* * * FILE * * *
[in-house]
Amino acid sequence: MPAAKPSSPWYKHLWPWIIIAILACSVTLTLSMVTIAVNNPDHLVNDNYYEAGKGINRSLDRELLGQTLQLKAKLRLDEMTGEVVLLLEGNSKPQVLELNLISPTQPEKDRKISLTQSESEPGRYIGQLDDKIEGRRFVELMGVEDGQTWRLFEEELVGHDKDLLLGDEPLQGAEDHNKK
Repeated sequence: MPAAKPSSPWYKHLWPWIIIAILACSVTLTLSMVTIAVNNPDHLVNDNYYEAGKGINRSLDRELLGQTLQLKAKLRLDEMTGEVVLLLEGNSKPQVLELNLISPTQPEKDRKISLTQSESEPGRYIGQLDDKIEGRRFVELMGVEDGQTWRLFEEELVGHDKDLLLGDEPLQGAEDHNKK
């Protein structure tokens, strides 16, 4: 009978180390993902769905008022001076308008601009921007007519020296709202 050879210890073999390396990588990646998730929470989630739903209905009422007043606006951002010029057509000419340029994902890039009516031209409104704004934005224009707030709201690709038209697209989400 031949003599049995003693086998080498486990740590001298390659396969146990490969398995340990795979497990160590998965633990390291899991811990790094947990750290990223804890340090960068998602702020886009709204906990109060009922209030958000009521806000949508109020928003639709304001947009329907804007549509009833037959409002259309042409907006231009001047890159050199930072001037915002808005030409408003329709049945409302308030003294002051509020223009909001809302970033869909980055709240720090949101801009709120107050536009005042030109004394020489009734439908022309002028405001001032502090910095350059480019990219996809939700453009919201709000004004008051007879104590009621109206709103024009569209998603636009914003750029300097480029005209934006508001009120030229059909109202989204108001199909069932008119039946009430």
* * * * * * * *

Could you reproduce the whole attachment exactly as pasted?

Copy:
[in-house]
Amino acid sequence: MPAAKPSSPWYKHLWPWIIIAILACSVTLTLSMVTIAVNNPDHLVNDNYYEAGKGINRSLDRELLGQTLQLKAKLRLDEMTGEVVLLLEGNSKPQVLELNLISPTQPEKDRKISLTQSESEPGRYIGQLDDKIEGRRFVELMGVEDGQTWRLFEEELVGHDKDLLLGDEPLQGAEDHNKK
Repeated sequence: MPAAKPSSPWYKHLWPWIIIAILACSVTLTLSMVTIAVNNPDHLVNDNYYEAGKGINRSLDRELLGQTLQLKAKLRLDEMTGEVVLLLEGNSKPQVLELNLISPTQPEKDRKISLTQSESEPGRYIGQLDDKIEGRRFVELMGVEDGQTWRLFEEELVGHDKDLLLGDEPLQGAEDHNKK
């Protein structure tokens, strides 16, 4: 009978180390993902769905008022001076308008601009921007007519020296709202 050879210890073999390396990588990646998730929470989630739903209905009422007043606006951002010029057509000419340029994902890039009516031209409104704004934005224009707030709201690709038209697209989400 031949003599049995003693086998080498486990740590001298390659396969146990490969398995340990795979497990160590998965633990390291899991811990790094947990750290990223804890340090960068998602702020886009709204906990109060009922209030958000009521806000949508109020928003639709304001947009329907804007549509009833037959409002259309042409907006231009001047890159050199930072001037915002808005030409408003329709049945409302308030003294002051509020223009909001809302970033869909980055709240720090949101801009709120107050536009005042030109004394020489009734439908022309002028405001001032502090910095350059480019990219996809939700453009919201709000004004008051007879104590009621109206709103024009569209998603636009914003750029300097480029005209934006508001009120030229059909109202989204108001199909069932008119039946009430």